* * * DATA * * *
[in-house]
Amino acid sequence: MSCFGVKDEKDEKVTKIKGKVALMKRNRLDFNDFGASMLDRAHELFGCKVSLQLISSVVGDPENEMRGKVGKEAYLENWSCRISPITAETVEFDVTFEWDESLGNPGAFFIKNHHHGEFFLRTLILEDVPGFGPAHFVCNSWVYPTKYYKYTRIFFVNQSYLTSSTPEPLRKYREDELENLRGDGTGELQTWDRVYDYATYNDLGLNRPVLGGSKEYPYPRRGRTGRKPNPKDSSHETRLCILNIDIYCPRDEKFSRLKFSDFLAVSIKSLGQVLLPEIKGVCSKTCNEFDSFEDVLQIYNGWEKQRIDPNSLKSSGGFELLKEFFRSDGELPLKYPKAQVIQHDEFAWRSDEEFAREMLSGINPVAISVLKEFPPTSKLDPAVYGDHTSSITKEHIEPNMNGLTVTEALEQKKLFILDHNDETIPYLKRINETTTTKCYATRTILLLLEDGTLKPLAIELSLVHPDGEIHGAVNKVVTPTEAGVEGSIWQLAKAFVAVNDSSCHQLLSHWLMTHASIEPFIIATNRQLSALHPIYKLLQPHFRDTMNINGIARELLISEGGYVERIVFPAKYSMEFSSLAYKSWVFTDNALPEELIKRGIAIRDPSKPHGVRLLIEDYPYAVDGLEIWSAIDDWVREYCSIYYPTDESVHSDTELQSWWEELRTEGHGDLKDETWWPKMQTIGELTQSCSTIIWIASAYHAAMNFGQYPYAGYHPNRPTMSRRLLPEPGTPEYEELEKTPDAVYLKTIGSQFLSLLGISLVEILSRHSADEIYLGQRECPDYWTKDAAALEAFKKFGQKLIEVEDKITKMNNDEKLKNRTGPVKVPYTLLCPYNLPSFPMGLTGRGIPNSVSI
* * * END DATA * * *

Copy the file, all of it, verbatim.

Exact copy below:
[in-house]
Amino acid sequence: MSCFGVKDEKDEKVTKIKGKVALMKRNRLDFNDFGASMLDRAHELFGCKVSLQLISSVVGDPENEMRGKVGKEAYLENWSCRISPITAETVEFDVTFEWDESLGNPGAFFIKNHHHGEFFLRTLILEDVPGFGPAHFVCNSWVYPTKYYKYTRIFFVNQSYLTSSTPEPLRKYREDELENLRGDGTGELQTWDRVYDYATYNDLGLNRPVLGGSKEYPYPRRGRTGRKPNPKDSSHETRLCILNIDIYCPRDEKFSRLKFSDFLAVSIKSLGQVLLPEIKGVCSKTCNEFDSFEDVLQIYNGWEKQRIDPNSLKSSGGFELLKEFFRSDGELPLKYPKAQVIQHDEFAWRSDEEFAREMLSGINPVAISVLKEFPPTSKLDPAVYGDHTSSITKEHIEPNMNGLTVTEALEQKKLFILDHNDETIPYLKRINETTTTKCYATRTILLLLEDGTLKPLAIELSLVHPDGEIHGAVNKVVTPTEAGVEGSIWQLAKAFVAVNDSSCHQLLSHWLMTHASIEPFIIATNRQLSALHPIYKLLQPHFRDTMNINGIARELLISEGGYVERIVFPAKYSMEFSSLAYKSWVFTDNALPEELIKRGIAIRDPSKPHGVRLLIEDYPYAVDGLEIWSAIDDWVREYCSIYYPTDESVHSDTELQSWWEELRTEGHGDLKDETWWPKMQTIGELTQSCSTIIWIASAYHAAMNFGQYPYAGYHPNRPTMSRRLLPEPGTPEYEELEKTPDAVYLKTIGSQFLSLLGISLVEILSRHSADEIYLGQRECPDYWTKDAAALEAFKKFGQKLIEVEDKITKMNNDEKLKNRTGPVKVPYTLLCPYNLPSFPMGLTGRGIPNSVSI